By Barton Goldenberg, Founder & President, ISM
I attended and spoke at the 2013 CRM Evolution Conference in NYC last week. Thought this was the best CRM Evolution Conference since its founding in the mid-2000s. What made this year’s conference so interesting was its focus on Social CRM and willingness to discuss the challenges moving the industry in this direction.
Here are two examples:
1) At my Social CRM Executive Bootcamp, we spent the first two hours defining Social CRM and the final Bootcamp hour talking about the key challenges (e.g., integration of ‘social insight’ into CRM customer profiles). The Bootcamp participants also spent a lot of time discussing the role that private Social Media Communities play in achieving meaningful Social CRM impact. To achieve meaningful Social CRM, I suggested that one needs to listen and filter relevant ‘social insights’ coming from customers that participate on both public and private Social Media communities, then integrate these insights into their customer profile that is housed within the CRM application so that in turn meaningful customer engagement can take place via the customer’s channel of preference.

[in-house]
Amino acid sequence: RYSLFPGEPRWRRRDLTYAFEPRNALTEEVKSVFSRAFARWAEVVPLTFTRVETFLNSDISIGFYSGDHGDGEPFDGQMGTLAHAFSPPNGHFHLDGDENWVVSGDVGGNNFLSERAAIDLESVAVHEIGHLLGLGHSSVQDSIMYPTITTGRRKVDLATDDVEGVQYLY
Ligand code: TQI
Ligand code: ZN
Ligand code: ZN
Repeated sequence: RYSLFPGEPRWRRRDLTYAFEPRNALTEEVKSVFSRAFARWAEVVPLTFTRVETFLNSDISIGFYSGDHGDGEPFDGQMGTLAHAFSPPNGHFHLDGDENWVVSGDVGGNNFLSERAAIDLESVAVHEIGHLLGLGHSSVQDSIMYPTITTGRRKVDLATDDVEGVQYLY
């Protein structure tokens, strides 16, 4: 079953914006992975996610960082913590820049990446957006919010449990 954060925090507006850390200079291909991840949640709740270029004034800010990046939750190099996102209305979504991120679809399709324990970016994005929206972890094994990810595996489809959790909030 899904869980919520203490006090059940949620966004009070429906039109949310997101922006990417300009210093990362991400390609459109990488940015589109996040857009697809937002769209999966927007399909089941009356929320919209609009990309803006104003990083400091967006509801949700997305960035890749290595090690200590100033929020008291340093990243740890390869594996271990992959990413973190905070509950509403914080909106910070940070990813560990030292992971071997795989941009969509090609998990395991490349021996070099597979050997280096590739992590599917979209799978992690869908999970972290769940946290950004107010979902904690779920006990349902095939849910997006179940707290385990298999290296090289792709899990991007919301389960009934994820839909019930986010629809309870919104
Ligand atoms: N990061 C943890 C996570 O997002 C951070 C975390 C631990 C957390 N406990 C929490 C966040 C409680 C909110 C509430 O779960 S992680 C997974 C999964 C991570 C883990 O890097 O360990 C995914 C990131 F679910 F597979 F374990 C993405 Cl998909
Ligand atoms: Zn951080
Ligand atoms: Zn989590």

All participants seem to have understood the value of a public Social Media community (e.g., a Facebook community) in terms of building a brand image and providing new content but few participants seem to have understood the value and criticality of the private Social Media community component. To be clear, the private Social Media community is set up to complement your public Social Media efforts. You ‘push’ qualified customers from your public community to your private community so that participants can socialize in a more intimate setting, and where you then harvest customer insights for use in your CRM engagement efforts.
2) At the CRM vendor panel keynote on day two of the Conference, six executives from leading CRM vendors gave their definition of Social CRM. There were at least six definitions!
As we all know, the first step in successfully addressing an issue is to recognize the issue. Without doubt, the challenges associated with Social CRM were recognized at this year’s Conference! Now hopefully we can move onto resolving these issues as an industry.